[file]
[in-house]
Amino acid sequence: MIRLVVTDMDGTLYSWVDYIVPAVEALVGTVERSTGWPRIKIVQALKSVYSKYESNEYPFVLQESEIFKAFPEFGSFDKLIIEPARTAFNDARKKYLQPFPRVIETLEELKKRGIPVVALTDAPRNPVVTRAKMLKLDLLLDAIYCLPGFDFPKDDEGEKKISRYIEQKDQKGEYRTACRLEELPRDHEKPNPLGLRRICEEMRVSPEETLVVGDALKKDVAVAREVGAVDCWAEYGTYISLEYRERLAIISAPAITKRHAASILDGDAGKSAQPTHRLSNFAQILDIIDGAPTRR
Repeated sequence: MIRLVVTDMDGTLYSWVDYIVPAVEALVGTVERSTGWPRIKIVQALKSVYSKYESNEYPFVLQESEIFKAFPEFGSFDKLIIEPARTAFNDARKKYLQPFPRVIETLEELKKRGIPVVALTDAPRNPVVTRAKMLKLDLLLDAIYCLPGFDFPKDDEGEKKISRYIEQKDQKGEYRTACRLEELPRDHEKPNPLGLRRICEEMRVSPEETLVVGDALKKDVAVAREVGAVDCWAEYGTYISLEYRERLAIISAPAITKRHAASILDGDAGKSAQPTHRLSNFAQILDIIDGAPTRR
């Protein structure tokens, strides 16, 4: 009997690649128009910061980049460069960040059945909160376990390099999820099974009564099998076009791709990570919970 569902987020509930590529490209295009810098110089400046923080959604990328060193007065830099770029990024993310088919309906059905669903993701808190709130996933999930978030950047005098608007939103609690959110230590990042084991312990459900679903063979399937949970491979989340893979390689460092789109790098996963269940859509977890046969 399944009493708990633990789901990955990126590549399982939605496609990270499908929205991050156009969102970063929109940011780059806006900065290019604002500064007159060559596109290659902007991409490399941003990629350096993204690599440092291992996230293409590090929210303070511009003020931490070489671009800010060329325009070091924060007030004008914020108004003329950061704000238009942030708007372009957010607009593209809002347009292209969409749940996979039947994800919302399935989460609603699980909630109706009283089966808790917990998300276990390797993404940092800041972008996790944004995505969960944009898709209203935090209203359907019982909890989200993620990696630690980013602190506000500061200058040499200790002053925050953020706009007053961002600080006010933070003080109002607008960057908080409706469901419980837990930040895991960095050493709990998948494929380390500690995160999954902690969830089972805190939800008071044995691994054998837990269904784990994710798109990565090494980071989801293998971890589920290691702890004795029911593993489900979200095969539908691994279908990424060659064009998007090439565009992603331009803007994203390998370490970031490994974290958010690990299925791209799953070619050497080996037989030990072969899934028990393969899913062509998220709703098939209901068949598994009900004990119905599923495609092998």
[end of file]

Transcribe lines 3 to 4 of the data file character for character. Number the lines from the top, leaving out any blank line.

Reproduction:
Repeated sequence: MIRLVVTDMDGTLYSWVDYIVPAVEALVGTVERSTGWPRIKIVQALKSVYSKYESNEYPFVLQESEIFKAFPEFGSFDKLIIEPARTAFNDARKKYLQPFPRVIETLEELKKRGIPVVALTDAPRNPVVTRAKMLKLDLLLDAIYCLPGFDFPKDDEGEKKISRYIEQKDQKGEYRTACRLEELPRDHEKPNPLGLRRICEEMRVSPEETLVVGDALKKDVAVAREVGAVDCWAEYGTYISLEYRERLAIISAPAITKRHAASILDGDAGKSAQPTHRLSNFAQILDIIDGAPTRR
């Protein structure tokens, strides 16, 4: 009997690649128009910061980049460069960040059945909160376990390099999820099974009564099998076009791709990570919970 569902987020509930590529490209295009810098110089400046923080959604990328060193007065830099770029990024993310088919309906059905669903993701808190709130996933999930978030950047005098608007939103609690959110230590990042084991312990459900679903063979399937949970491979989340893979390689460092789109790098996963269940859509977890046969 399944009493708990633990789901990955990126590549399982939605496609990270499908929205991050156009969102970063929109940011780059806006900065290019604002500064007159060559596109290659902007991409490399941003990629350096993204690599440092291992996230293409590090929210303070511009003020931490070489671009800010060329325009070091924060007030004008914020108004003329950061704000238009942030708007372009957010607009593209809002347009292209969409749940996979039947994800919302399935989460609603699980909630109706009283089966808790917990998300276990390797993404940092800041972008996790944004995505969960944009898709209203935090209203359907019982909890989200993620990696630690980013602190506000500061200058040499200790002053925050953020706009007053961002600080006010933070003080109002607008960057908080409706469901419980837990930040895991960095050493709990998948494929380390500690995160999954902690969830089972805190939800008071044995691994054998837990269904784990994710798109990565090494980071989801293998971890589920290691702890004795029911593993489900979200095969539908691994279908990424060659064009998007090439565009992603331009803007994203390998370490970031490994974290958010690990299925791209799953070619050497080996037989030990072969899934028990393969899913062509998220709703098939209901068949598994009900004990119905599923495609092998």